DALLAS –– In a statement, the Nasher Sculpture Center calls the Dallas Police and Fire Pension System's latest attempt to fix the glare beaming down from Museum Tower upon the museum "grossly inadequate."
The 42-story condominum building is made of glass that reflects the sun upon the Arts District and, namely, the Nasher. The two parties have been embroiled in a yearlong dispute over the issue –– Nasher officials want Dallas Fire Pension to modify its building.
In April, officials at the Museum Tower were presented the proposed fix of a "reconfigured oculi sunscreen design" to the Nasher's glass roof, which they said should appease any concerns of the museum by eliminating 100 percent of the reflected light.
"The good news is that it only requires a slight adjustment to the Nasher’s current sunscreen roof design," read a statement by Richard Tettamant, administrator of the Dallas Police and Fire Pension System on the proposed change.
In the Thursday meeting, trustees were told the change to the roof was the only solution that would meet the Nasher's coverage needs. As for the garden, Museum Tower officials were told the glare did not impact that area.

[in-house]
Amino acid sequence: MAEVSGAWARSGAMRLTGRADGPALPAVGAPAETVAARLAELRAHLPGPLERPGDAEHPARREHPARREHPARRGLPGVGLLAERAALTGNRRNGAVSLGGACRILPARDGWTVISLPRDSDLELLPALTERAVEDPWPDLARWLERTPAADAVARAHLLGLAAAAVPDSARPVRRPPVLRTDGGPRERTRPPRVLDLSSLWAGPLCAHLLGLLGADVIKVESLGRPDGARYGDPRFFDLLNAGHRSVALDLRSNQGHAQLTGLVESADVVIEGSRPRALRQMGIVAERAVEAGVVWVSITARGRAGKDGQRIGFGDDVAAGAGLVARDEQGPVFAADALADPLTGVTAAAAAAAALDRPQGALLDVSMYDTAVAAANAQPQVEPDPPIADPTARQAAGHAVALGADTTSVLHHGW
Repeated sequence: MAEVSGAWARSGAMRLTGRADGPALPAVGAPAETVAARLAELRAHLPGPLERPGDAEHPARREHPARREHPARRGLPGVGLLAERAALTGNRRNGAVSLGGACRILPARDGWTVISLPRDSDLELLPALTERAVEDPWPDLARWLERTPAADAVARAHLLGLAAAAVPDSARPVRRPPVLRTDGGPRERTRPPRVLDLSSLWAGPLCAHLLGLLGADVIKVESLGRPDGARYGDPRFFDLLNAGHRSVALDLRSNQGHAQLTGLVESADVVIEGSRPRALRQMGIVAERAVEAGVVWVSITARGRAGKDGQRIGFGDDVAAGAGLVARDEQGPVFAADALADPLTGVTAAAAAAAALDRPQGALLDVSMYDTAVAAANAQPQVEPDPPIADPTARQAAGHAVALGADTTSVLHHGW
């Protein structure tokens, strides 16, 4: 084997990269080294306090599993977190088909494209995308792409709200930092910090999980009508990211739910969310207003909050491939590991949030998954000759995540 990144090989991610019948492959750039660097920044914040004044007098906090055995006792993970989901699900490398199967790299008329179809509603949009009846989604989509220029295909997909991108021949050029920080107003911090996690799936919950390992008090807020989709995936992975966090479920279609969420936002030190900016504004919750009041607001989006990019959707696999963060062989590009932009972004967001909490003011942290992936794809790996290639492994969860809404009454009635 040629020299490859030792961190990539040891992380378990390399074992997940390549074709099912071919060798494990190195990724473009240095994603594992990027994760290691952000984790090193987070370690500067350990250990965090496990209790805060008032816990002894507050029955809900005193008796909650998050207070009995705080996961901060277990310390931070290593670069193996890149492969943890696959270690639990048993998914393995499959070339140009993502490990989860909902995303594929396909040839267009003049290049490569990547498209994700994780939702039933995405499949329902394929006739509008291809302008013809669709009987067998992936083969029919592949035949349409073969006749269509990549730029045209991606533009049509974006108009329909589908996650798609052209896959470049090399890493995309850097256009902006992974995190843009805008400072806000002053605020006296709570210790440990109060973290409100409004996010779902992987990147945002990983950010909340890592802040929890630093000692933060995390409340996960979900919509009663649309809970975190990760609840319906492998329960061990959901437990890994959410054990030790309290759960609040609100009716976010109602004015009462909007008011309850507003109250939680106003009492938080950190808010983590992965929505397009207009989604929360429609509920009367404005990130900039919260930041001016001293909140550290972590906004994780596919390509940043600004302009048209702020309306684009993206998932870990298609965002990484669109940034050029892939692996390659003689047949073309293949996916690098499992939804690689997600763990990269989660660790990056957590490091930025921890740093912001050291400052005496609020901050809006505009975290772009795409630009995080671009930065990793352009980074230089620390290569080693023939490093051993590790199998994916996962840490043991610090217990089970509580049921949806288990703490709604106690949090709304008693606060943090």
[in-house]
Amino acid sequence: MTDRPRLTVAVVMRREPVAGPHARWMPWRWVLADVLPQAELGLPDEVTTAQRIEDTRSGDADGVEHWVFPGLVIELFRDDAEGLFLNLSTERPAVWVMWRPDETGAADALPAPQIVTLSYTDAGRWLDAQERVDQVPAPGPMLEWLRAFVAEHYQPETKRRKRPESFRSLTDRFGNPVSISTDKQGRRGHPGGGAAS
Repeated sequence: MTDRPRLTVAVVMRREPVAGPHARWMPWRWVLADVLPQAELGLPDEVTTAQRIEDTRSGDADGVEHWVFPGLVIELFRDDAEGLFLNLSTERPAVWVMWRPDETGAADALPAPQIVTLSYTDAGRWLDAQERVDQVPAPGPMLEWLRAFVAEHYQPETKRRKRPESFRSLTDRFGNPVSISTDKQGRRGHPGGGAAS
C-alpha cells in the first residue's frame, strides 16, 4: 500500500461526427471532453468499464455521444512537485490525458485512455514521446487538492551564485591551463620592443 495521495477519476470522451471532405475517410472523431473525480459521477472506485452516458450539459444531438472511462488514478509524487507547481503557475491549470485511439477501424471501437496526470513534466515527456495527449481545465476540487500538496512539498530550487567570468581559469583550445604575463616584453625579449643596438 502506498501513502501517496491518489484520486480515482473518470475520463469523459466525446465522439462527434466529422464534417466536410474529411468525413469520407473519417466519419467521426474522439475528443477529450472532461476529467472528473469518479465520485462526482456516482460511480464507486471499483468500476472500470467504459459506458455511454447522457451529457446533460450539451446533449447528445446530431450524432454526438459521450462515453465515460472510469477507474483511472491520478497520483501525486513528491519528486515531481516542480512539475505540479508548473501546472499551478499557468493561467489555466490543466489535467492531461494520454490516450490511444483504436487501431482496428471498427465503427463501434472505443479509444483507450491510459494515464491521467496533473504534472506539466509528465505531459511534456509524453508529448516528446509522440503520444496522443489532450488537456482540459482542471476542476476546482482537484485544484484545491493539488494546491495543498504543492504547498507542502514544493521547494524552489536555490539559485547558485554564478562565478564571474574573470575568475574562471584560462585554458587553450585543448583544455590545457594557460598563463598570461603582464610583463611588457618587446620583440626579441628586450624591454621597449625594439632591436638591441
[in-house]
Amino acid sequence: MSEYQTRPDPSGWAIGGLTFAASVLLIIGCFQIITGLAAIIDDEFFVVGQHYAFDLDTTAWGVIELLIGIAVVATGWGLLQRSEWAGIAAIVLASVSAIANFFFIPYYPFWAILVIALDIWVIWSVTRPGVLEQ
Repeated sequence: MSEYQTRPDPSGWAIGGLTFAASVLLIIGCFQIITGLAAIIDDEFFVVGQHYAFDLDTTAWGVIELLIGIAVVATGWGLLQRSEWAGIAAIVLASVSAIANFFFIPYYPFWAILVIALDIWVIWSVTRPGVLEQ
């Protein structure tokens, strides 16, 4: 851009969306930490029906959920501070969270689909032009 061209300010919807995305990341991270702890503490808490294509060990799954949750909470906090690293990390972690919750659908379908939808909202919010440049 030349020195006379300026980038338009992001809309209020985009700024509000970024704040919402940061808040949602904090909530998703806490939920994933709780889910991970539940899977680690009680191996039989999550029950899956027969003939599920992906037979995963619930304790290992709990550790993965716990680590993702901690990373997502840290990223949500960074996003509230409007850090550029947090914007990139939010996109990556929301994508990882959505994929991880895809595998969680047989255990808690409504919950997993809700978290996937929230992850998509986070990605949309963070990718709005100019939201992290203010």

However, Nasher officials have continously rejected any plans involving changes to the roof of the building, which was designed by architect Renzo Piano, who also designed the museums for the Menil Collection in Houston and the Georges Pompidou Centre in Paris.
Dallas Police and Fire Pension met in a closed meeting as they discussed the proposal Thursday.
Back in February, panels were placed on the roof of the museum to shield the building from the glare as sculptures for the Kenneth Price exhibit arrived. While some saw it as a permanent solution, one museum guide at the Nasher, Gerry Baisley, said the panels also eliminate the natural light that filters into the main exhibition hall, one of the center's selling points.
"It’s not a fix,” said Jill Magnuson, a spokeswoman with the museum, in a February article on the panels. “It’s only an insurance policy to keep the shows going. This is significantly compromising our core business of showing art.”